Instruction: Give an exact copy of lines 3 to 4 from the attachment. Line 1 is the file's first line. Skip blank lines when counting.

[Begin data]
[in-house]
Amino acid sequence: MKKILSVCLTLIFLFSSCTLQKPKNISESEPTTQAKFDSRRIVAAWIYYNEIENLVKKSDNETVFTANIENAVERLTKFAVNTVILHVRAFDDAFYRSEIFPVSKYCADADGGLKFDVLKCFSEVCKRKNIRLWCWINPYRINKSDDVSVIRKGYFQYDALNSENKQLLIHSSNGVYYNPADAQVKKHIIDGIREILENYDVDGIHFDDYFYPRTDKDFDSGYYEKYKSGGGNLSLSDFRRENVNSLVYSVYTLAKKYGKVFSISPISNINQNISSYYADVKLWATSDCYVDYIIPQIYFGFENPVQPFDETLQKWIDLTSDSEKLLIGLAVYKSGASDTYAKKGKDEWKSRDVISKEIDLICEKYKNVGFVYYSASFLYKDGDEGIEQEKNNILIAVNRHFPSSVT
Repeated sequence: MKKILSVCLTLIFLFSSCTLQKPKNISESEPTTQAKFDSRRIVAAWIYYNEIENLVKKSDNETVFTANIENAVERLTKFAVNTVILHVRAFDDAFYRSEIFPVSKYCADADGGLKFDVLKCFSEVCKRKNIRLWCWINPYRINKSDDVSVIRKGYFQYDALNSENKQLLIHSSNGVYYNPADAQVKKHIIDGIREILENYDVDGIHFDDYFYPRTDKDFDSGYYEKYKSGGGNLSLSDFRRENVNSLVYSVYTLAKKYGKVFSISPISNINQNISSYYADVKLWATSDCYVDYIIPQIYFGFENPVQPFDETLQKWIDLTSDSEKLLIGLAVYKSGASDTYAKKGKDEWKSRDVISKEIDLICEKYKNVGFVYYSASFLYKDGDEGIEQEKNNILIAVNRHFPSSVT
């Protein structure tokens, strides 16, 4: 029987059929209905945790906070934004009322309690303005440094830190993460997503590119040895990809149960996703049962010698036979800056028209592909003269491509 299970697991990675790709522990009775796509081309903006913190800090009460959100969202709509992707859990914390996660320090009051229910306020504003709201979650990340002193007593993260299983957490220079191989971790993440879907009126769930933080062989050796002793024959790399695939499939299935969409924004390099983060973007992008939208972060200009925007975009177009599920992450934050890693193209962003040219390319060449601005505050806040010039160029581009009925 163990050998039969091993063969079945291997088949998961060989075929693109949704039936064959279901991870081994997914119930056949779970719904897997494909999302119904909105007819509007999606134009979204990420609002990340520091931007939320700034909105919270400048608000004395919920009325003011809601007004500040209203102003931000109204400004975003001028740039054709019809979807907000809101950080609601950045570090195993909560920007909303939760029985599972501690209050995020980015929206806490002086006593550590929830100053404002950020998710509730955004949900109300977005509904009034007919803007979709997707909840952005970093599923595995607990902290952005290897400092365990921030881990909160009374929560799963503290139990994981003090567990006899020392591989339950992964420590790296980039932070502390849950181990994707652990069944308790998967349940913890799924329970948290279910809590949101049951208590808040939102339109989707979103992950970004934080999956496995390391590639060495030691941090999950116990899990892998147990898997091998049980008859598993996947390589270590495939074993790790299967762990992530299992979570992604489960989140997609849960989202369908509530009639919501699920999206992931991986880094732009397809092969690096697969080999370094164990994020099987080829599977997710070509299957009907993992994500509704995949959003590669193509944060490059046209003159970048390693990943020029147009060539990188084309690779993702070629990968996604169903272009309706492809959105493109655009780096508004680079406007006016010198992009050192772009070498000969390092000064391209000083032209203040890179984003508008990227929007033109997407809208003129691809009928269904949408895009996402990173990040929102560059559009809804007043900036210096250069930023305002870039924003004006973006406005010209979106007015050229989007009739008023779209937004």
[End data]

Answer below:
Repeated sequence: MKKILSVCLTLIFLFSSCTLQKPKNISESEPTTQAKFDSRRIVAAWIYYNEIENLVKKSDNETVFTANIENAVERLTKFAVNTVILHVRAFDDAFYRSEIFPVSKYCADADGGLKFDVLKCFSEVCKRKNIRLWCWINPYRINKSDDVSVIRKGYFQYDALNSENKQLLIHSSNGVYYNPADAQVKKHIIDGIREILENYDVDGIHFDDYFYPRTDKDFDSGYYEKYKSGGGNLSLSDFRRENVNSLVYSVYTLAKKYGKVFSISPISNINQNISSYYADVKLWATSDCYVDYIIPQIYFGFENPVQPFDETLQKWIDLTSDSEKLLIGLAVYKSGASDTYAKKGKDEWKSRDVISKEIDLICEKYKNVGFVYYSASFLYKDGDEGIEQEKNNILIAVNRHFPSSVT
């Protein structure tokens, strides 16, 4: 029987059929209905945790906070934004009322309690303005440094830190993460997503590119040895990809149960996703049962010698036979800056028209592909003269491509 299970697991990675790709522990009775796509081309903006913190800090009460959100969202709509992707859990914390996660320090009051229910306020504003709201979650990340002193007593993260299983957490220079191989971790993440879907009126769930933080062989050796002793024959790399695939499939299935969409924004390099983060973007992008939208972060200009925007975009177009599920992450934050890693193209962003040219390319060449601005505050806040010039160029581009009925 163990050998039969091993063969079945291997088949998961060989075929693109949704039936064959279901991870081994997914119930056949779970719904897997494909999302119904909105007819509007999606134009979204990420609002990340520091931007939320700034909105919270400048608000004395919920009325003011809601007004500040209203102003931000109204400004975003001028740039054709019809979807907000809101950080609601950045570090195993909560920007909303939760029985599972501690209050995020980015929206806490002086006593550590929830100053404002950020998710509730955004949900109300977005509904009034007919803007979709997707909840952005970093599923595995607990902290952005290897400092365990921030881990909160009374929560799963503290139990994981003090567990006899020392591989339950992964420590790296980039932070502390849950181990994707652990069944308790998967349940913890799924329970948290279910809590949101049951208590808040939102339109989707979103992950970004934080999956496995390391590639060495030691941090999950116990899990892998147990898997091998049980008859598993996947390589270590495939074993790790299967762990992530299992979570992604489960989140997609849960989202369908509530009639919501699920999206992931991986880094732009397809092969690096697969080999370094164990994020099987080829599977997710070509299957009907993992994500509704995949959003590669193509944060490059046209003159970048390693990943020029147009060539990188084309690779993702070629990968996604169903272009309706492809959105493109655009780096508004680079406007006016010198992009050192772009070498000969390092000064391209000083032209203040890179984003508008990227929007033109997407809208003129691809009928269904949408895009996402990173990040929102560059559009809804007043900036210096250069930023305002870039924003004006973006406005010209979106007015050229989007009739008023779209937004």